Primary Documents - Abdication Proclamation of King Constantine I, 14 June 1917

King Constantine I Reproduced below is the text of King Constantine I's abdication proclamation of 14 June 1917.

This followed an earlier ultimatum issued by the Allies on 11 June which demanded the abdication of the pro-German Constantine.

In so doing the Allies intended to install in government in Athens the decidedly pro-Allied Eleutherios Venizelos, at present based in exile in Crete, where he had controversially established an alternative Greek government.  Venizelos had earlier served as Greek Prime Minister until his overtly pro-Allied sentiments led Constantine to seek his effective dismissal.

At the same time as delivering the ultimatum the Allies simultaneously invaded Thessaly and a French force occupied the Isthmus of Corinth.  On 12 June 1917 Constantine duly abdicated in favour of his second son, Alexander (click here to read Alexander's inaugural proclamation).  Two weeks after this, on 26 June, Venizelos was installed as Prime Minister, replacing Zaimis.

Click here to read French Minister Auguste Gauvain's memoir of the events which led to Constantine's abdication.  Click here to read the Allies' reaction to news of Constantine's abdication.  Click here to read Alexander's coronation address to the Greek Parliament on 4 August 1917.

Abdication Proclamation of King Constantine I

Yielding to necessity, accomplishing my duty towards Greece, and having in view only the interests of the country, I am leaving my dear country with the Crown Prince, leaving my son Alexander on the throne.

Still, when far from Greece, the queen and I will always preserve the same love for the Hellenic people.  I beg all to accept my decision calmly and quietly, trusting in God, whose protection I invoke for the nation.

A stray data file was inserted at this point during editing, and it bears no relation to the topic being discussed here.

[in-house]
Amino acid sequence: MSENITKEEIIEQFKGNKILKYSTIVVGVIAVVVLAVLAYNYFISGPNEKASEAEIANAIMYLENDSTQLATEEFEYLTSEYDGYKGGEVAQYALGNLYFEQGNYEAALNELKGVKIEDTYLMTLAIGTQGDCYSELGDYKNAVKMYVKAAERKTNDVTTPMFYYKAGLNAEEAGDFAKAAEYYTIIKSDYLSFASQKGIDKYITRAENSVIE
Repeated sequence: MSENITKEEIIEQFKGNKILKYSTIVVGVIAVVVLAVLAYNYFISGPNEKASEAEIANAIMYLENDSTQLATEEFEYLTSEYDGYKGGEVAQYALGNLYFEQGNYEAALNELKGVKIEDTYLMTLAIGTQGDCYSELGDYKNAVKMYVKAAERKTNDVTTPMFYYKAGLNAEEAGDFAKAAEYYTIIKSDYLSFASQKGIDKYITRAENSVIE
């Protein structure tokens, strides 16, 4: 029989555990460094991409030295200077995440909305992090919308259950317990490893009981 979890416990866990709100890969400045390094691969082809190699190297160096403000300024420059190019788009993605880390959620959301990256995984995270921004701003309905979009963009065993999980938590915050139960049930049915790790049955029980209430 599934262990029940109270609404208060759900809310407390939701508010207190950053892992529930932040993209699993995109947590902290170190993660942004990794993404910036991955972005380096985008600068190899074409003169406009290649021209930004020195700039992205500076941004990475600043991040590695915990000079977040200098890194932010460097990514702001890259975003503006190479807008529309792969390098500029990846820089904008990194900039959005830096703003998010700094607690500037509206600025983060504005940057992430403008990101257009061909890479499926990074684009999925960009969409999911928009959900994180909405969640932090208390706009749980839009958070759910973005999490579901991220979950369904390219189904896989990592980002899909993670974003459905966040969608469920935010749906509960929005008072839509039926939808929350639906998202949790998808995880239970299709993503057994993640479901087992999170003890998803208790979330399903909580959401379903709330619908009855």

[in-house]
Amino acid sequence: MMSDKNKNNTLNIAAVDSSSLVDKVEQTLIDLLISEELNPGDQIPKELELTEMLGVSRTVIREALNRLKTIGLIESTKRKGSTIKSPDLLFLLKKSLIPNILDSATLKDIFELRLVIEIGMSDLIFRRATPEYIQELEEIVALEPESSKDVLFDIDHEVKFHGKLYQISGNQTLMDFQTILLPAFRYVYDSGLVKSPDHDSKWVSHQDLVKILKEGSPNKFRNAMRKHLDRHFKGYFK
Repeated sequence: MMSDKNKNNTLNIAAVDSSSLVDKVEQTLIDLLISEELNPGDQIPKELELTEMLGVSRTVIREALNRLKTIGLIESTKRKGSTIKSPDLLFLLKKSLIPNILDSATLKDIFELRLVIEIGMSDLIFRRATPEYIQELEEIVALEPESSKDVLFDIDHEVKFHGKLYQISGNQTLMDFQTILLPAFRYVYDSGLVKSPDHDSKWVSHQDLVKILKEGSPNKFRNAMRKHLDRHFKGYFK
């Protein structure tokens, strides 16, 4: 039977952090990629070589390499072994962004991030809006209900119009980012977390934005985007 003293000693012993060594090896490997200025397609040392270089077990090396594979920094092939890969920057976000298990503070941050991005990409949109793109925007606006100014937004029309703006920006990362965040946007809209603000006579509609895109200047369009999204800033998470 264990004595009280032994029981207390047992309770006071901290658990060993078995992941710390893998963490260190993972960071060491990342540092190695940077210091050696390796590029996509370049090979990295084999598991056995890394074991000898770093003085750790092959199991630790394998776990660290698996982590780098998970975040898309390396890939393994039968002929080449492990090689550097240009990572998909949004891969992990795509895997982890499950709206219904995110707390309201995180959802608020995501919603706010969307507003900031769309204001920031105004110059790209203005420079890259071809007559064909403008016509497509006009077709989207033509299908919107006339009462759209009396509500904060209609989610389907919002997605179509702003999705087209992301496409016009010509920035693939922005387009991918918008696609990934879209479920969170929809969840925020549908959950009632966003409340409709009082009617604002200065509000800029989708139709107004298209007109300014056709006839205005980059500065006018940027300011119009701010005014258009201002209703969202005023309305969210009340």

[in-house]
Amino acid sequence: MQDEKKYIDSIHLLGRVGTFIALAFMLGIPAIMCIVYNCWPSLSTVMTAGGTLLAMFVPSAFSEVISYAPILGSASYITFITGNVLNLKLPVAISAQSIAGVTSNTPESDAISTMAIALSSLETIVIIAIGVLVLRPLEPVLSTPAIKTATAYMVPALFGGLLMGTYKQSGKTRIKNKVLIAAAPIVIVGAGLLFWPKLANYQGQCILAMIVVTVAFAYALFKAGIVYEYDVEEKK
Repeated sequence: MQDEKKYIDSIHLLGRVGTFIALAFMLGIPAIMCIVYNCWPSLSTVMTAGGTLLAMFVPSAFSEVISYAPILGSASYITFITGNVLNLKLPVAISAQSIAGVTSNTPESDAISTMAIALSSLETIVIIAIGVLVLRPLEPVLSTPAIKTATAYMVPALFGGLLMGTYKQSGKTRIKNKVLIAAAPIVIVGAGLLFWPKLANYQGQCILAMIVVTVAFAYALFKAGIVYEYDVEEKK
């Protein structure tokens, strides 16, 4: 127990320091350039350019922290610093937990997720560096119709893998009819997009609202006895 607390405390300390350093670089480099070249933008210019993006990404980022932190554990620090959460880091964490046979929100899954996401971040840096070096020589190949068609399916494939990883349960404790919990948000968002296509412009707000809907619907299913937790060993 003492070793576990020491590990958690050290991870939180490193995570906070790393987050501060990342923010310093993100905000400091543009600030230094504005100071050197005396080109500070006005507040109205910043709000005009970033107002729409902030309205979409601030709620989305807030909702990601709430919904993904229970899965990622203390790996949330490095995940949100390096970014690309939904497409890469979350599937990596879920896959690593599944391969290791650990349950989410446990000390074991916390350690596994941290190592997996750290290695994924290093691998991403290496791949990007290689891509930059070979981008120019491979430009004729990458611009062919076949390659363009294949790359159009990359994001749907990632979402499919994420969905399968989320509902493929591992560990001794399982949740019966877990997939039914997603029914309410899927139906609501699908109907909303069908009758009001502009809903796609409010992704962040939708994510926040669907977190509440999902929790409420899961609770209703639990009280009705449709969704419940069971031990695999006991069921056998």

In order that my bitter sacrifice for my country may not be in vain, I exhort you, for the love of God, for the love of our country, if you love me, to maintain perfect order and quiet discipline, the slightest lapse from which, even though well-intentioned, might be enough to cause a great catastrophe.

The love and devotion which you have always manifested for the queen and myself, in days of happiness and sorrow alike, are a great consolation to us at the present, time.  May God protect Greece.

At the moment when my venerated father, making to the Fatherland the supreme sacrifice, entrusts me with the heavy duties of the Hellenic throne, I pray that God, granting his wishes, may protect Greece and permit us to see it once more united and strong.

In the grief of being separated in such painful circumstances from my well-beloved father I have the single consolation of obeying his sacred command.  With all my energy I shall try to carry it out by following along the lines which so magnificently marked his reign, with the help of the people on whose love the Greek dynasty rests.

I have the conviction that, in obeying the will of my father, the people by their submission will contribute to our being able together to draw our well-beloved country out of the situation in which it now is.

Source: Source Records of the Great War, Vol. V, ed. Charles F. Horne, National Alumni 1923

Around one million Indian troops served in WW1, of which some 100,000 were either killed or wounded.

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